The Denver Public Schools awarded a large contract to “Relay Graduate School of Education” to train principals and other staff in the public schools. This year, 70 Denver administrative personnel attended Relay training.

The first thing you need to know about Relay is that it is not really a “graduate school of education.” It just calls itself one. It has no scholars, no researchers, no Ph.D. holders on its “faculty.” It is an organization created by three “no excuses” charter chains to train teachers for charter schools.

The second thing you need to know is that this ersatz “graduate school” is landing contracts in many place: “In addition to its initial location in New York City, Relay now has campuses in Chicago, Delaware, Houston, Memphis, New Orleans, Newark, NJ, and Philadelphia and Camden. Whitehead-Bust said a Denver campus is planned in the coming year.”

Read the article. If you think of teachers as professionals, you may find it mind-boggling.

For example:

The philosophy of Relay

The educational philosophy behind the program is that with increased and purposeful observation and practice in certain teaching and management techniques, teachers and principals can help their students’ focus, learn better, and subsequently perform better on tests. The data, as measured by test scores, are then analyzed to determine a student’s, a teacher’s and a school’s success.

The program promotes tightly controlled school environments where students follow strict routines.

For example, the Relay 2014 curriculum proposed a 13-step process to describe how students should walk inside their schools, including the following:

• “Scholars enter the building and walk down the steps (holding on to the railing) with lips zipped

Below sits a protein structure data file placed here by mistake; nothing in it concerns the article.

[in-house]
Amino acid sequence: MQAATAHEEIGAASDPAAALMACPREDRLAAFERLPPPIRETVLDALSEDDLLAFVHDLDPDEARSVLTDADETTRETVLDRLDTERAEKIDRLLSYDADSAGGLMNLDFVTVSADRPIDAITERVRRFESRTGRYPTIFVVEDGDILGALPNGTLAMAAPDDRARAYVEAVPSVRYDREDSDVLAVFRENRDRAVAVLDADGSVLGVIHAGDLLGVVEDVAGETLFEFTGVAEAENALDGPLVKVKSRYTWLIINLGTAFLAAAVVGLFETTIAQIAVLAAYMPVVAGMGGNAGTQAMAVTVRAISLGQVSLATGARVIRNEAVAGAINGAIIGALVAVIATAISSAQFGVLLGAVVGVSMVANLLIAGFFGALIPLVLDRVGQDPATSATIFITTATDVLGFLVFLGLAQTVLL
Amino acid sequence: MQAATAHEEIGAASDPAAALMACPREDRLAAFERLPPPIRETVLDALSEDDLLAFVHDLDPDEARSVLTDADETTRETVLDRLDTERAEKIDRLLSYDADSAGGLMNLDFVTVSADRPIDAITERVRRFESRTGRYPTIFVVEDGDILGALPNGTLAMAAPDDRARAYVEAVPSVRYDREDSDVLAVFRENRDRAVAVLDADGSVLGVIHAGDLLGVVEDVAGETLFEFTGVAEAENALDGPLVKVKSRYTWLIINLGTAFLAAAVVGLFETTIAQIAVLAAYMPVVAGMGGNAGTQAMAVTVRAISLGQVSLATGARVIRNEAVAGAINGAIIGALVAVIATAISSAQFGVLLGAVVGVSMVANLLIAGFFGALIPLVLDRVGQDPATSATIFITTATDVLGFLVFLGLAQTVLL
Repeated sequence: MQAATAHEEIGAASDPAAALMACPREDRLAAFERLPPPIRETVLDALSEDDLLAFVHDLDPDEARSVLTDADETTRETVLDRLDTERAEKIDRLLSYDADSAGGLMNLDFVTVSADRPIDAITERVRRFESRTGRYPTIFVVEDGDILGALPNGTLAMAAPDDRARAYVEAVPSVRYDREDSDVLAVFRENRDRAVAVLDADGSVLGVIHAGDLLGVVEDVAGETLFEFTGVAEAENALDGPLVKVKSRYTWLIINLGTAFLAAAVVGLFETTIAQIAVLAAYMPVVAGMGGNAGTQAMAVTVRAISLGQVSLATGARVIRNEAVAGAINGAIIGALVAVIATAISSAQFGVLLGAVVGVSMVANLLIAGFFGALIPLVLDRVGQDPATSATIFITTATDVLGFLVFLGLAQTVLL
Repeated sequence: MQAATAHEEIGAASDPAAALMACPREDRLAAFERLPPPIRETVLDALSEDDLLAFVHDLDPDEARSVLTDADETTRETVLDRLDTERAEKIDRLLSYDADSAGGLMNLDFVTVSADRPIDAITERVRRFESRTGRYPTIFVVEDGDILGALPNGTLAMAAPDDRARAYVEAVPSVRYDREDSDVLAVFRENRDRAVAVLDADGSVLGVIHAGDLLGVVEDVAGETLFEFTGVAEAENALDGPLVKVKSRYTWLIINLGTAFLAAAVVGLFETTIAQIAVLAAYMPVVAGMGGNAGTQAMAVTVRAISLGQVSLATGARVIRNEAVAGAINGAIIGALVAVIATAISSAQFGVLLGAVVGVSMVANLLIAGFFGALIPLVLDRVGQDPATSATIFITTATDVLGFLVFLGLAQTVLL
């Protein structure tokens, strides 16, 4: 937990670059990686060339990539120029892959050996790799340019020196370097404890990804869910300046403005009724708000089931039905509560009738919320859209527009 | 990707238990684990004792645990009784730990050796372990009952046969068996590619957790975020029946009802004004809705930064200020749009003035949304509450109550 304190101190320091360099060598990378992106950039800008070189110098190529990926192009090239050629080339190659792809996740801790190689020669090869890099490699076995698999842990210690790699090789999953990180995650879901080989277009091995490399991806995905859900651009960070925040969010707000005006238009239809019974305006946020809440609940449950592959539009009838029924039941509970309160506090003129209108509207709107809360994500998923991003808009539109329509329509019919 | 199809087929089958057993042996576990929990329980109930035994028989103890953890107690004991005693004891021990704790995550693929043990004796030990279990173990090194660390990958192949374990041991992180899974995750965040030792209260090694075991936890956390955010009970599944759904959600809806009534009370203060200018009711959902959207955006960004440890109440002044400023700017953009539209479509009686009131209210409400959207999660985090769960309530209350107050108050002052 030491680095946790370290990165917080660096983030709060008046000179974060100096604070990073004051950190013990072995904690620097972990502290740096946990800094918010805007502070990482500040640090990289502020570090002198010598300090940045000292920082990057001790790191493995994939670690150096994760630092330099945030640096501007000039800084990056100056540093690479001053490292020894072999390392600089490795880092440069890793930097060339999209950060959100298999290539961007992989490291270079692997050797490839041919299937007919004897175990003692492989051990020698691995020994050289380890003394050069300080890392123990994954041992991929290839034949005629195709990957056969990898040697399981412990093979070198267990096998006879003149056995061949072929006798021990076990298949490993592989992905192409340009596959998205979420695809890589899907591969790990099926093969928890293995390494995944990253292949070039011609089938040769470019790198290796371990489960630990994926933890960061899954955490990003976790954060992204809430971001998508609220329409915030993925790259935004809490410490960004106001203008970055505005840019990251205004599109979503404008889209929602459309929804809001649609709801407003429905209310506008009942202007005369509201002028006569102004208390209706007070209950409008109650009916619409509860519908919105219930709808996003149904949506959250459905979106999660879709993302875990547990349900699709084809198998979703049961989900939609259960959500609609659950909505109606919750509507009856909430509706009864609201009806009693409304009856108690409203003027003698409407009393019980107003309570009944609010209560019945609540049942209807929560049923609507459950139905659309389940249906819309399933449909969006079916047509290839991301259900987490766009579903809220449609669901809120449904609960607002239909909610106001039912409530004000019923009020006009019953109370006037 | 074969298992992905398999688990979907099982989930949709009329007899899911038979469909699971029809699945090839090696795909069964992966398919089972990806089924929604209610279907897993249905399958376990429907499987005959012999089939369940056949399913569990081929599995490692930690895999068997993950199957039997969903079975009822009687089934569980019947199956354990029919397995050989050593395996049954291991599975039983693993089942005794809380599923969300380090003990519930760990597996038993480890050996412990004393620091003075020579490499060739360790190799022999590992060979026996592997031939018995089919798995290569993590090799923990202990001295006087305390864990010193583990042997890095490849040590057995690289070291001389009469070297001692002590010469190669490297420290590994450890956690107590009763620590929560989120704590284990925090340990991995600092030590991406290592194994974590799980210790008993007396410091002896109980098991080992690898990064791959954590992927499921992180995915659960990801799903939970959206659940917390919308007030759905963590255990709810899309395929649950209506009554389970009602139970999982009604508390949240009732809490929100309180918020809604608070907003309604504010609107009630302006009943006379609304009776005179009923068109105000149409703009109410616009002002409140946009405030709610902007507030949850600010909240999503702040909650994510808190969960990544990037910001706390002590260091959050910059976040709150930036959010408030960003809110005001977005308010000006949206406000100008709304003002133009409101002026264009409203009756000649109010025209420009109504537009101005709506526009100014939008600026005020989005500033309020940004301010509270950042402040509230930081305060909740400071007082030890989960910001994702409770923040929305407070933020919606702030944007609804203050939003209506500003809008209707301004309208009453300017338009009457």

• Scholars then walk in HALL [Hands by your side; All eyes forward; Lips zipped; Legs walking safely] position to their table and greet the lead teacher

• Scholars sits (sic) down and begin to eat their breakfast with lips zipped

• After eating breakfast the scholar gives the non-verbal signal (hand on top of head) to signal he/she is finished eating and ready for clean up.”

Terms such as “grit,” “no-nonsense nurturing,” “sweat the small stuff,” and “no excuses” are often used to qualify this type of approach…..

The Critics

Although no one can learn in a chaotic, disorderly environment, the approach has its critics. Some educational activists note that a punitive environment and the push for increased test scores diminish students’ love of learning. In the same way, the pressure for teachers to constantly “perform” and outperform themselves strains their enthusiasm for teaching to the point where some leave the profession.

Others push the criticism further, declaring that such an approach endangers the fabric of our democracy, quashing creativity, innovation, critical voices and public engagement.

“Relay is dehumanizing schools,” says Peggy Robertson, teacher and co-founder of United Opt-Out National. “It creates compliance via punitive behavior and teaching models. It places an intense focus on data collection techniques that dumb down learning. It creates an environment void of thinking – for teachers and for students.”

The program recommends that principals or school leaders greet every student in the morning. Although this seems to function as a friendly gesture, it is also a control method to check uniforms, check who is walking according to HALL position, etc.

Such a greeting, repeated day after day, eventually loses its authenticity and becomes robotic.

The two schools of thought have been part of a national conversation that will be repeated in the upcoming DPS school board elections. They are at odds with each other in what seems to be irreconcilable differences between the corporate reform movement of which Relay is an active part, and more grassroots actors who demand that educators be recognized as trained professionals and not under constant fire from administrators.

The latter feel their voices have been eradicated from the larger political conversation about education….

Would Denver classrooms benefits more from smaller class sizes and having more paraprofessionals in each classrooms, especially in the early years when literary is fundamental to future success? How do we find the right balance?

Perhaps we need a test to answer that question!

Lynn Kalinauskas is chair of the education committee for Greater Park Hill Community, Inc.